Mon. Sep 16th, 2019

Listen to students: Support Climate Justice

By Quintez Brown —

Students from all across the country are demanding change. Critics have labeled their ideas as radical, unrealistic and costly, but their voices must be heard.

On Feb. 22, approximately 40 students and faculty members rallied on campus for a climate justice strike. They voiced their support for the Green New Deal in Congress and called out the University of Louisville for its lack of funding toward the Climate Action Plan.

Their rally was a part of an international #FridaysForFuture movement. This movement began when 16-year-old Greta Thunberg protested for climate justice outside the Swedish parliament.

Her activism sparked student mobilization all across the world. Tens of thousands of students have demonstrated in more than a dozen countries including Australia, Belgium, Germany, the United States and Japan.

Students understand that they cannot allow their futures to be juggled in the hands of politicians and corporations. Every young person should be inspired to stand up and demand change from those in power.

Here at U of L, senior public health major Avalon Gupta Verweibe joined the Sunrise movement, a national youth-led group focused on climate change.

Gupta Verwiebe and urban planning major Valerie Magnuson co-organized the strike on campus.

She and other students are organizing and fighting for climate justice from day-to-day.

Gupta Verweibe used the strike to add emphasis on the intersections and relevance of the movement.

“It is an issue extremely relevant to our generation that intersects with many other issues such as the refugee crisis, racial justice and class justice,” said Gupta Verwiebe.

It impacts us all.

“There are issues in Kentucky that are not being spoken about on a national stage but need to be because it is our future.”

Students voiced their anger towards U.S. Sen. Mitch McConnell, R-Kentucky for his lack of voice on the issue.

“Mitch McConnell refuses to have an open discussion with his constituents, his mailbox is full. This is the only way we can communicate with him,” said Gupta Verweibe.

Before the rally on U of L’s campus, students spent a week rallying outside of the Louisville offices of the Senate Majority Leader.

“He is forcing a vote on the Green New Deal as a way of getting it out of the way so he doesn’t have to worry about it; he takes so much money from oil and coal companies that it wouldn’t do too well for him,” said Gupta Verweibe.

Students who care about their futures and the climate should join the movement and continue applying pressure on the University and our political representatives.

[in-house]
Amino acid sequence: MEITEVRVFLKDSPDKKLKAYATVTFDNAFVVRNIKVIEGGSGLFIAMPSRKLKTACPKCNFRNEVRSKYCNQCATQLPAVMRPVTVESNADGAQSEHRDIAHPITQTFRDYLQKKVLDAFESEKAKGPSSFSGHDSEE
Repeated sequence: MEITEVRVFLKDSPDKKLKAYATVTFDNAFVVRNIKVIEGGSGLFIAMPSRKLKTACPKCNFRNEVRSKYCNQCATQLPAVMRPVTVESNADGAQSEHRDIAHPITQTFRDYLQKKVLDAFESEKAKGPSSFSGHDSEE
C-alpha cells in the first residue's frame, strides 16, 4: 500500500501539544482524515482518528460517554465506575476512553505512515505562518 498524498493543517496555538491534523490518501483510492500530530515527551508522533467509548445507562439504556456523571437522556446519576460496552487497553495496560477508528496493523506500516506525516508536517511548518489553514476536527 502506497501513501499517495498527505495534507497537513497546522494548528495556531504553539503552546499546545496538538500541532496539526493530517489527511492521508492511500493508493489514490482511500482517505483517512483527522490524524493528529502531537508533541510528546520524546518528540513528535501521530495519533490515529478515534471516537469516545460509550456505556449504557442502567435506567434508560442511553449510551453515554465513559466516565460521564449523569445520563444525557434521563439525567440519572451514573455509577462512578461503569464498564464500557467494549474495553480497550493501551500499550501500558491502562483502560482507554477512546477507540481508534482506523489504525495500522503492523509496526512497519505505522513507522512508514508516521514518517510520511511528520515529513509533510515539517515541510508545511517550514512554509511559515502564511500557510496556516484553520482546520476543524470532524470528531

Last fall, U of L denied the Sustainability Council’s proposal to become a Commission. The commission status would’ve granted more funding to support U of L’s Climate Action Plan (CAP) and provided more connections with President Neeli Bendapudi and other administration offices across campus.

The former university president James Ramsey signed the CAP into effect in 2010. Since 2017, the budget for the CAP has been cut twice.

When news broke that U of L denied the Council commission status, the Provost for Sustainability Issues Justin Mog spoke on how the CAP has had funding issues.

His proposed solution: student support and Student Government Association involvement.

Our futures are directly impacted by climate change. We can sit idly and wait for bickering politicians to create a solution for our future. We are the change that we seek.

Fight for change in whatever capacity in which you’re able. If you’re eligible to vote, then vote. If you can send letters to your representatives, do so. If you can sit and sleep outside their offices, do so. If you have to strike, then go on strike.

Whatever you decide to do, do not hesitate. Decision makers will ignore you and your future if you sit back.

U.S. Sen. Dianne Feinstein, D-California recently told students advocating for the Green New Deal that she didn’t have to listen to them because they were too young to vote for her.

They were not too young to fight for their future.

At Friday’s rally on campus, Manual high school students walked out of class to join the protest on campus. They did so despite a suspension threat from school administration.

The courage and strength that these high schoolers show is representative of the students all over the world. Students have decided that “Enough is enough.”

You do not have to be of voting age to understand the urgency of now and the difference between right and wrong. You do not have to be of voting age to fight for your future.

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